Although I have yet to live in a space bigger than 600 square feet for most of my adult life, my dream country home has always been alive and well in my head. So when I stumbled upon this book a few years ago, filled with “501 old-fashioned ideas to simplify your life” in your house, your kitchen, your laundry room, etc….I knew I needed it. To prepare for, you know, when that dream country home becomes a reality.
While I’m still waiting for that reality to hit, this book has brought my tiny household game to a new level. It actually looks much like my AP Stylebook did in college – full of tabs and notes and dog-eared pages. (Although, the drool on this book is from the gorgeous photos, not lack of sleep.) It covers everything a domestic goddess-in-training needs, from cleaning to baking to gardening and organizing, and though I may not have curtains to clean or be responsible for washing the outside of our windows (perks of apartment l-i-v-i-n) the main goal of the book is to help make your house- whatever the square footage – into a home.
With guests coming to our new place for the first time this weekend, it seemed like the perfect time for a country wisdom refresher (and serious cleaning streak) on “making a welcoming home.”
No room should be an island. If stepping from the living room to the kitchen is like stepping from Versailles to American farm country, and the dining room is a lesson in Danish modern, the effect is jarring and the rooms feel closed off from each other. When rooms harmonize, each seems as an extension of the next, and the whole house feels more spacious and peace with itself.”
The world makes a lot of demands on us… Your home should be a refuge from all that. The “shelter” in the food, clothing and shelter equation means more than mere protection from the rain or a place to stow one’s belongings. It also means shelter from the stresses of the greater world, a little oasis where we can relax, pursue our own interests, share time with those we love. But a home that is dirty or cluttered can’t fulfill that mission…Far from being a mundane concern, learning how to keep a house clean and uncluttered is the groundwork for many loftier achievements – happiness, thriving family relationships, intellectual pursuits, hobbies that nurture creativity, and renewed energy and enthusiasm for the live we live outside of the home.”
Beyond a certain level of clean, I’ve noticed that homes that feel welcoming all have a “tended-to” look. Items that need repair aren’t in evidence; they’ve been moved to the basement or garage. Valentine’s streamers aren’t dangling as Easter eggs are being deviled. Most of all, someone has taken the trouble to make things nice – to fluff up the pillows, fill a vase with flowers, put down a freshly laundered throw rugs, or set a pot of potpourri to simmer. These little grace notes of sight and scent do more to make a home feel gracious and expansive than all the expensive furniture in the world.”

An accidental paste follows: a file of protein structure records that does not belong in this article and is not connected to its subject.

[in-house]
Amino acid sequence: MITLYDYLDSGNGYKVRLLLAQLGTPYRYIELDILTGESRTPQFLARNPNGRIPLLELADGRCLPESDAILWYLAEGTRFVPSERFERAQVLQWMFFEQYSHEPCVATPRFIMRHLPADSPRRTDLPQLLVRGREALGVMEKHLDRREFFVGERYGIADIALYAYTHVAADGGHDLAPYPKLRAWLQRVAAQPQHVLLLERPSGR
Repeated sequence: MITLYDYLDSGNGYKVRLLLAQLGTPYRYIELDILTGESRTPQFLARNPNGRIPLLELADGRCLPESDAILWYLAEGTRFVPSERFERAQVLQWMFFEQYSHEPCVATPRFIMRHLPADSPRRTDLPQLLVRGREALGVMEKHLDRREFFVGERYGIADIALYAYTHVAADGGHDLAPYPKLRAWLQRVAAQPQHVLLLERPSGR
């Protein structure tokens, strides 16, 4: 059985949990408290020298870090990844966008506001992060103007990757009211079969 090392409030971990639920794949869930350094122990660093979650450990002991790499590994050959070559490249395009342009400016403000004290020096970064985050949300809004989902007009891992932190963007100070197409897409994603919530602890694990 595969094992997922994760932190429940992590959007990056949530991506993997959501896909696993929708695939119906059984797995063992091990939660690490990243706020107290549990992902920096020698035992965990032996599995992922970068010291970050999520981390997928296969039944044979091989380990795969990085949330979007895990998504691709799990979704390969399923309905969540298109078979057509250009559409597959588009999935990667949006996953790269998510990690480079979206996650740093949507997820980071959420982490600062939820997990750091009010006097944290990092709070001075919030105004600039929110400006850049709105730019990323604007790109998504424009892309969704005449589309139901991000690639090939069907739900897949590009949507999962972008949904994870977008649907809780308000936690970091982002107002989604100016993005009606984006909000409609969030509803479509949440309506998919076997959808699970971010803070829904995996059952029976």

Homes that welcome you in don’t eradicate signs of life, they embrace them. They reflect the personalities and interests of the people who live there and convey a sense of life going on in all its bustling, varied and not necessarily predictable ways. Putting personality in the place you live is easy – just go with your tastes and interests…The easiest way to do this, of course, is to start with an overall style you like rather than the trend of the moment or a style so neutral it doesn’t have a name. Chances are that all the things you love and have acquired over the years go together pretty well, and you will work to create a home that reflects your personality. The worst question to be asked by the person that visits for the first time is, “I love this, but who is your decorator?” But when you hear someone say, “This place is so you,” you know you’ve created something special.”
The guest room:
Show your guest they’re special. There’s a particular kind of happiness that happens when you see something that was put in the room especially for you. It could be a small vase of flowers from the garden, a little coffeemaker with an assortment of coffees, or a few homemade cookies on a pretty plate. Whatever it is, you feel special and welcomed – and how often does that happen in life? Offer something to read or look at before bed…leaving a book or two on the night table, but I also leave vintage magazines, family photo albums when relatives are visiting, or old letters and greeting cards my guest and I exchanged years ago.”
Photo via Country Living